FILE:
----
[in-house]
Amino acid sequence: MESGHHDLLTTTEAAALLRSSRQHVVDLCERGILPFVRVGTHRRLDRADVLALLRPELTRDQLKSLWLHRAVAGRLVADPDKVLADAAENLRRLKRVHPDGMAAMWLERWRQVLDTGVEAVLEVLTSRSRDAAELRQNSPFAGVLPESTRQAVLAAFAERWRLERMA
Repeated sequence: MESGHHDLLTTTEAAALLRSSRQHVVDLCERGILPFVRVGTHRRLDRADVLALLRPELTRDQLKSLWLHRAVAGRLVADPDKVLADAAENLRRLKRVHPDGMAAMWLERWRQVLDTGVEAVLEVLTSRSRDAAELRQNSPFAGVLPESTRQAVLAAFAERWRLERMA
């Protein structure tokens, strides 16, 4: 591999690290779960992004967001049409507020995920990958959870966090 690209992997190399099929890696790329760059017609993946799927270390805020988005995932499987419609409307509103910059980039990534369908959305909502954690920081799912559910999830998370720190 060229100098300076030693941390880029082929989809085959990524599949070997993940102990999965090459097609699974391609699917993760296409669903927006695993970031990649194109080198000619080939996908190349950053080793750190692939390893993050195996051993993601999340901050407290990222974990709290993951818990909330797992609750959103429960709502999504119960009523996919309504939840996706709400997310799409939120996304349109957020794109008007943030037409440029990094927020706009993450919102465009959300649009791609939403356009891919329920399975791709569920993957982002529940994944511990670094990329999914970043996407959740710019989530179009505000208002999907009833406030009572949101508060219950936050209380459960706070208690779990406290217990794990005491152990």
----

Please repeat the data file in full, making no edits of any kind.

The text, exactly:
[in-house]
Amino acid sequence: MESGHHDLLTTTEAAALLRSSRQHVVDLCERGILPFVRVGTHRRLDRADVLALLRPELTRDQLKSLWLHRAVAGRLVADPDKVLADAAENLRRLKRVHPDGMAAMWLERWRQVLDTGVEAVLEVLTSRSRDAAELRQNSPFAGVLPESTRQAVLAAFAERWRLERMA
Repeated sequence: MESGHHDLLTTTEAAALLRSSRQHVVDLCERGILPFVRVGTHRRLDRADVLALLRPELTRDQLKSLWLHRAVAGRLVADPDKVLADAAENLRRLKRVHPDGMAAMWLERWRQVLDTGVEAVLEVLTSRSRDAAELRQNSPFAGVLPESTRQAVLAAFAERWRLERMA
């Protein structure tokens, strides 16, 4: 591999690290779960992004967001049409507020995920990958959870966090 690209992997190399099929890696790329760059017609993946799927270390805020988005995932499987419609409307509103910059980039990534369908959305909502954690920081799912559910999830998370720190 060229100098300076030693941390880029082929989809085959990524599949070997993940102990999965090459097609699974391609699917993760296409669903927006695993970031990649194109080198000619080939996908190349950053080793750190692939390893993050195996051993993601999340901050407290990222974990709290993951818990909330797992609750959103429960709502999504119960009523996919309504939840996706709400997310799409939120996304349109957020794109008007943030037409440029990094927020706009993450919102465009959300649009791609939403356009891919329920399975791709569920993957982002529940994944511990670094990329999914970043996407959740710019989530179009505000208002999907009833406030009572949101508060219950936050209380459960706070208690779990406290217990794990005491152990």